On Tuesday, January 13, Wintour broke her silence a few days after the image leaked online and defended it, stating to The New York Times that there was “no formal agreement” about the cover choice, but emphasized that “it was absolutely not our intention to in any way diminish the importance of the Vice President-elect’s incredible victory.”
“When the two images arrived at Vogue, all of us felt very, very strongly that the less formal portrait of the Vice President-elect really reflected the moment that we were living in,” Wintour said in the statement. “We are in the midst…of the most appalling pandemic that is taking lives by the minute, and we felt to reflect this tragic moment in global history, a much less formal picture, something that was very, very accessible, and approachable, and really reflected the hallmark of the Biden-Harris campaign…”
I asked the Rangefinder and WPPI team to weigh in on the more low-key image of Harris against the rumpled pink backdrop. Senior editor Libby Peterson feels that, “so much consideration has to go into a cover with a politician. I imagine the larger team just overworked the concept behind the casual one. The direction isn’t super cohesive, which unfortunately dampens its overall impact.”
Peterson adds that she thinks of the New York Times Magazine cover with Nancy Pelosi (below) by Nolwen Cifuentes, a who was honored as one of The 30: New and Emerging Photographers to Watch in 2020, that ran in 2018 as a “good contemporary example of a politician’s cover. It’s uncomplicated, has a solid color story, her expression is compelling and the posing is on point. Each element works together to help build an overall impact.”
Lead designer Sharon Ber expressed that viewing the two images as a pair is an interesting juxtaposition. “I like the idea of seeing Harris in a multi-faceted way. The styling of a successful women in her sneakers, instead of a $700 pair of heels, is also a nice change of pace for a fashion magazine. It calls to mind the viral image of Harris descending the stairs off a plane on the campaign trail.”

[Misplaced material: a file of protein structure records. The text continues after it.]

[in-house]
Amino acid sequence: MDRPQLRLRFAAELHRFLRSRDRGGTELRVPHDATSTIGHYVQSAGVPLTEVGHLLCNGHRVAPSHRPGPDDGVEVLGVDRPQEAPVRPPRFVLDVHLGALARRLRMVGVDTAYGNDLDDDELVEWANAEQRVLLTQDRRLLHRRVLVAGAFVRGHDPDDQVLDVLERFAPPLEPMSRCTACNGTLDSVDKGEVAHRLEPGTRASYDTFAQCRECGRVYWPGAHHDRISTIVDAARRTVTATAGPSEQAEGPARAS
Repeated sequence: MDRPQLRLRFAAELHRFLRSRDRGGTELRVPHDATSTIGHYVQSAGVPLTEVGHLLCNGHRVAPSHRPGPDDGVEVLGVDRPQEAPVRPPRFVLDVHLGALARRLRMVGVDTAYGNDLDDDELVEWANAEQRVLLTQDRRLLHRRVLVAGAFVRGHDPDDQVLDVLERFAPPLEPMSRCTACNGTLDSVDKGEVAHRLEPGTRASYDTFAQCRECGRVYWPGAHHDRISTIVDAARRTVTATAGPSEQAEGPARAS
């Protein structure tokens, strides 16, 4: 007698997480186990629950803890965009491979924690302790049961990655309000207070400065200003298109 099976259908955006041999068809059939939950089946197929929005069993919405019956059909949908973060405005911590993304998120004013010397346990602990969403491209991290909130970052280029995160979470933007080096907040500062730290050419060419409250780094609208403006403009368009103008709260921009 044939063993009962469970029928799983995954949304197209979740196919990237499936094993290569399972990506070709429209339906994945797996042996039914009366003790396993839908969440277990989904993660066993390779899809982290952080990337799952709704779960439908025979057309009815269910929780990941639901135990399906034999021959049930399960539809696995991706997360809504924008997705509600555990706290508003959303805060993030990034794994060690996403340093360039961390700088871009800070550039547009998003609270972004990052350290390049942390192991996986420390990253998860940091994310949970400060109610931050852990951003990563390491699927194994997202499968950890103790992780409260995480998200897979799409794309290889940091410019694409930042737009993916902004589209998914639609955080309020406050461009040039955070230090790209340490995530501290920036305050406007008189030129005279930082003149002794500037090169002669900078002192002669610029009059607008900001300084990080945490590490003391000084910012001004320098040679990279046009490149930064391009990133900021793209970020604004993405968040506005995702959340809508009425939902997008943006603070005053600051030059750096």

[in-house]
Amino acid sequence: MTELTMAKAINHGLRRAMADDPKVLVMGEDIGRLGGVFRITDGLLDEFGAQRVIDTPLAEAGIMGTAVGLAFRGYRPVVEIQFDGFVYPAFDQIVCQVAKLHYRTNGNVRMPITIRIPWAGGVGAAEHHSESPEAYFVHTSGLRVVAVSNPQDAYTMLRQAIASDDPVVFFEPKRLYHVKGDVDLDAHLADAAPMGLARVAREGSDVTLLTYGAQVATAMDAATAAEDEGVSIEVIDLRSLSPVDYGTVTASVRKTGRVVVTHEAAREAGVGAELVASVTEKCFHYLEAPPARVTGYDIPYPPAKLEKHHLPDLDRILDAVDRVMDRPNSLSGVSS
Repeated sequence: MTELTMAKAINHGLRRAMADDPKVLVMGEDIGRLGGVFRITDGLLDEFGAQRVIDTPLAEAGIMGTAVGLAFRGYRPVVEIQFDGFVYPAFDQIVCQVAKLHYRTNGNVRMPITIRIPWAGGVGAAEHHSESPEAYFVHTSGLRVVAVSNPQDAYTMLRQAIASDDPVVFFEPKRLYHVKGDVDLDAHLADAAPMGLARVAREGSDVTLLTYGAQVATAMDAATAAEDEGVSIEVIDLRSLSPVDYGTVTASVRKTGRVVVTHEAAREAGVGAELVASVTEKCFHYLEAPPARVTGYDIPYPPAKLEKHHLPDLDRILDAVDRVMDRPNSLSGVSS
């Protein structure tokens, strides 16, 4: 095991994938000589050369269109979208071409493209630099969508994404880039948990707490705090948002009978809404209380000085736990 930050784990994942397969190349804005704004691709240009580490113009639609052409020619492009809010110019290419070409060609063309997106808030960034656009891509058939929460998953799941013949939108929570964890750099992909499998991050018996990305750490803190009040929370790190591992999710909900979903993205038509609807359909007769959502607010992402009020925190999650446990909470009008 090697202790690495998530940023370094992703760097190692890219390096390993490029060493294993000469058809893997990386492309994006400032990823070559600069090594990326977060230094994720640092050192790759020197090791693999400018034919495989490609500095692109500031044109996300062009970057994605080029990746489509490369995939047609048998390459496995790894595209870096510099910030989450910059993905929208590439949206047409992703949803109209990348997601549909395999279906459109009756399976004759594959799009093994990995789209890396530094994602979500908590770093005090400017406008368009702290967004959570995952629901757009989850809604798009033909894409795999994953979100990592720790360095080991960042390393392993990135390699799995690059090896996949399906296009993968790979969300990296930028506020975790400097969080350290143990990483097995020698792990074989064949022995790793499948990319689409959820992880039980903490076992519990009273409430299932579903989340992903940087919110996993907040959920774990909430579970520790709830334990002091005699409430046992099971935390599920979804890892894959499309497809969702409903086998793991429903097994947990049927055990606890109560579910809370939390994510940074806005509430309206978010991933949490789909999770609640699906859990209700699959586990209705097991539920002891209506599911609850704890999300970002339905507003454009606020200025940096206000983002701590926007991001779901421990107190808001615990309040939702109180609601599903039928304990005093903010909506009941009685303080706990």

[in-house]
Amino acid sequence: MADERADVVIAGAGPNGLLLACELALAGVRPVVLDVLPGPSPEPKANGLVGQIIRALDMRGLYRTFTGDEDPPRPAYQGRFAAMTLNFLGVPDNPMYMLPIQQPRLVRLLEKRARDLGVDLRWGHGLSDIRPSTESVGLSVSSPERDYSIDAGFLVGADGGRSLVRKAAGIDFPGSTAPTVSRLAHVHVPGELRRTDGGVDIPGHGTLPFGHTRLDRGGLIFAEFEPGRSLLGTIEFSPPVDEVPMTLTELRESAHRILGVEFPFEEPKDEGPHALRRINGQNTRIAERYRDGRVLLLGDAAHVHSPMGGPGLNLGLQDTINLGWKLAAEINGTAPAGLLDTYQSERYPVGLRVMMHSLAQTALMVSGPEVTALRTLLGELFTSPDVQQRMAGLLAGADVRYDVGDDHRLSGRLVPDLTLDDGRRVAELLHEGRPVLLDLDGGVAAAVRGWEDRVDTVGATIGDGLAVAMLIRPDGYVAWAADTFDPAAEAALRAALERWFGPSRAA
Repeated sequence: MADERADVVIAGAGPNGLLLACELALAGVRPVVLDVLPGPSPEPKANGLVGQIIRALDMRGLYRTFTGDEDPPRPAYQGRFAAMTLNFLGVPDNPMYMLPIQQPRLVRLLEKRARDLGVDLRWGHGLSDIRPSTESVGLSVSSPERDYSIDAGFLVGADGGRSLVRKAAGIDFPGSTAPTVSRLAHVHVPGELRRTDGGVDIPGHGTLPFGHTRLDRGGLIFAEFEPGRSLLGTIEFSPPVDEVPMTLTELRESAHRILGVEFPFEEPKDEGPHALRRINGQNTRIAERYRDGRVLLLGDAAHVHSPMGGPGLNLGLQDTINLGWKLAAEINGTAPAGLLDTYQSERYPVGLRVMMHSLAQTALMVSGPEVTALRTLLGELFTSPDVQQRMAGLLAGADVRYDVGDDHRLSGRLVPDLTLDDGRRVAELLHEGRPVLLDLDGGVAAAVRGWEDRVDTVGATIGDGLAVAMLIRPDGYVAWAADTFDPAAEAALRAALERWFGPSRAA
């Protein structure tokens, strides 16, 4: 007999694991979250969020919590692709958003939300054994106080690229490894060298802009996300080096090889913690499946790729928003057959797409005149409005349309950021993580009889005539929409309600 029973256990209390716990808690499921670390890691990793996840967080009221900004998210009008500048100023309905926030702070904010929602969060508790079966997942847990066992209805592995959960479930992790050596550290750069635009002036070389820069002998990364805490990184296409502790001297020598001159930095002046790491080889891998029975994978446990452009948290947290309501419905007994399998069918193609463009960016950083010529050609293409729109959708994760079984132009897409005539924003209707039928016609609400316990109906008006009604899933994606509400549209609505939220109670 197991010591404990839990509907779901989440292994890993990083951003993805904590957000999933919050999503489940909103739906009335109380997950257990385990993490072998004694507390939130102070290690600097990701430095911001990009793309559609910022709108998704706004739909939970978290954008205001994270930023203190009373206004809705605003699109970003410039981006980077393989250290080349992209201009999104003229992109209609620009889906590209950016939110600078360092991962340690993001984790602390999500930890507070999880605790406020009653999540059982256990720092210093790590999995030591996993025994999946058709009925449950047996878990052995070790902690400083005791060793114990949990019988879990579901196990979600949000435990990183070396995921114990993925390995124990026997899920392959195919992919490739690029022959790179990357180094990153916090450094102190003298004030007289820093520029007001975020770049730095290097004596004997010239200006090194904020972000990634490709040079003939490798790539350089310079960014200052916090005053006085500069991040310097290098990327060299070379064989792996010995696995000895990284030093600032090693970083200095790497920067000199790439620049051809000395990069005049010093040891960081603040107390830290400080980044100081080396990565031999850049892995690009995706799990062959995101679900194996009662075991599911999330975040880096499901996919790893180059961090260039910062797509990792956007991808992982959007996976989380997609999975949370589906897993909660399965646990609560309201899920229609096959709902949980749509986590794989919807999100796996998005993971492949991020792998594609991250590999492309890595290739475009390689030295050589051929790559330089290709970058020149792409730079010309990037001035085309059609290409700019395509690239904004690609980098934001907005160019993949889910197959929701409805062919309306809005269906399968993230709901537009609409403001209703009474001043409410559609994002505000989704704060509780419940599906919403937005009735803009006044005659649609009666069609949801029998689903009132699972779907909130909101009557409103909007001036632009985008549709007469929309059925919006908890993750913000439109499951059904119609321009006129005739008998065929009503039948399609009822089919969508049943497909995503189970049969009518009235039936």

Ber adds that while the image that was used for the digital cover has the vice president looking strong and confident, albeit a bit closed off with her arms folded, it is a much more classic and traditional look. “What I would have loved to have seen ultimately is one image that shows both of the aspects of these images merged into one. A full-length of Kamala in her Michael Kors suit and her Chuck Taylors would have been lovely.”
Rangefinder and WPPI content director Arlene Evans chimes in as well, adding that, “Given how the country is now, the suit and the power stand are more important as she’s going to have to fight to be respected by those 70 million who didn’t vote for her. That’s the power of photography!”
As I studied the image myself, not feeling that initial gut-punch I typically want, I pondered whether or not Harris came across as more relatable in her own wardrobe choices and beloved Chuck Taylors—especially during a pandemic—and if that was enough. Many naysayers online argued that a fashion magazine should have a fashionable portrait on the cover. But, as CNN reported when the story first broke, while a spokesperson for Vogue did not comment on the discussions between the magazine and the Vice President-elect’s team early on, an emailed statement expressed that Vogue “loved the images Tyler Mitchell shot and felt the more informal image captured Vice President-elect Harris’s authentic, approachable nature.”
I, too, gravitated to that encapsulation of her persona in the end, as well as to the way the cover lines worked with the image: “By The People, For the People: The United States of Fashion.” To me it felt real, which these days is worth a great deal.